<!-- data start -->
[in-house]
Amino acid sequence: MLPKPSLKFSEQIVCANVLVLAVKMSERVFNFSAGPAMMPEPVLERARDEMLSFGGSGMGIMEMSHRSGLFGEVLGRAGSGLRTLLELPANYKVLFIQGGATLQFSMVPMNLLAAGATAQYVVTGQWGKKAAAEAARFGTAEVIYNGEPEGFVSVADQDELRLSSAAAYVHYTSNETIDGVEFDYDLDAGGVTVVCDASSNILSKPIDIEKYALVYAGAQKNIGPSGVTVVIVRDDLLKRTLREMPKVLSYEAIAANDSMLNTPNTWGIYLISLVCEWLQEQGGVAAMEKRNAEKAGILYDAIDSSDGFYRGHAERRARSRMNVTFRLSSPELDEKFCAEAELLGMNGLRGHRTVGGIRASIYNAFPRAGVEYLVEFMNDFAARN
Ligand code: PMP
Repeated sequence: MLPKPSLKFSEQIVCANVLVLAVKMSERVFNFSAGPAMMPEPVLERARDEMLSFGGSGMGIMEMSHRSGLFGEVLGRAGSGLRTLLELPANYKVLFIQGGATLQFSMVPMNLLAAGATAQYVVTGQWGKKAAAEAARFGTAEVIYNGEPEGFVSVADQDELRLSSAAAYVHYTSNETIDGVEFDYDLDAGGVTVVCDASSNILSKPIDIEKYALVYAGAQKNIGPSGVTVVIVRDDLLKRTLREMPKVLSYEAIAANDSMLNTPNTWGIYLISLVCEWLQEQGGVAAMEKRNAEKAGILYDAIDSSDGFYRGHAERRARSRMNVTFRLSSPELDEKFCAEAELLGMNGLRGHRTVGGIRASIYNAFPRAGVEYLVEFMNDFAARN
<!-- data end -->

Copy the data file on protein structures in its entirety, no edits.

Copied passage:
[in-house]
Amino acid sequence: MLPKPSLKFSEQIVCANVLVLAVKMSERVFNFSAGPAMMPEPVLERARDEMLSFGGSGMGIMEMSHRSGLFGEVLGRAGSGLRTLLELPANYKVLFIQGGATLQFSMVPMNLLAAGATAQYVVTGQWGKKAAAEAARFGTAEVIYNGEPEGFVSVADQDELRLSSAAAYVHYTSNETIDGVEFDYDLDAGGVTVVCDASSNILSKPIDIEKYALVYAGAQKNIGPSGVTVVIVRDDLLKRTLREMPKVLSYEAIAANDSMLNTPNTWGIYLISLVCEWLQEQGGVAAMEKRNAEKAGILYDAIDSSDGFYRGHAERRARSRMNVTFRLSSPELDEKFCAEAELLGMNGLRGHRTVGGIRASIYNAFPRAGVEYLVEFMNDFAARN
Ligand code: PMP
Repeated sequence: MLPKPSLKFSEQIVCANVLVLAVKMSERVFNFSAGPAMMPEPVLERARDEMLSFGGSGMGIMEMSHRSGLFGEVLGRAGSGLRTLLELPANYKVLFIQGGATLQFSMVPMNLLAAGATAQYVVTGQWGKKAAAEAARFGTAEVIYNGEPEGFVSVADQDELRLSSAAAYVHYTSNETIDGVEFDYDLDAGGVTVVCDASSNILSKPIDIEKYALVYAGAQKNIGPSGVTVVIVRDDLLKRTLREMPKVLSYEAIAANDSMLNTPNTWGIYLISLVCEWLQEQGGVAAMEKRNAEKAGILYDAIDSSDGFYRGHAERRARSRMNVTFRLSSPELDEKFCAEAELLGMNGLRGHRTVGGIRASIYNAFPRAGVEYLVEFMNDFAARN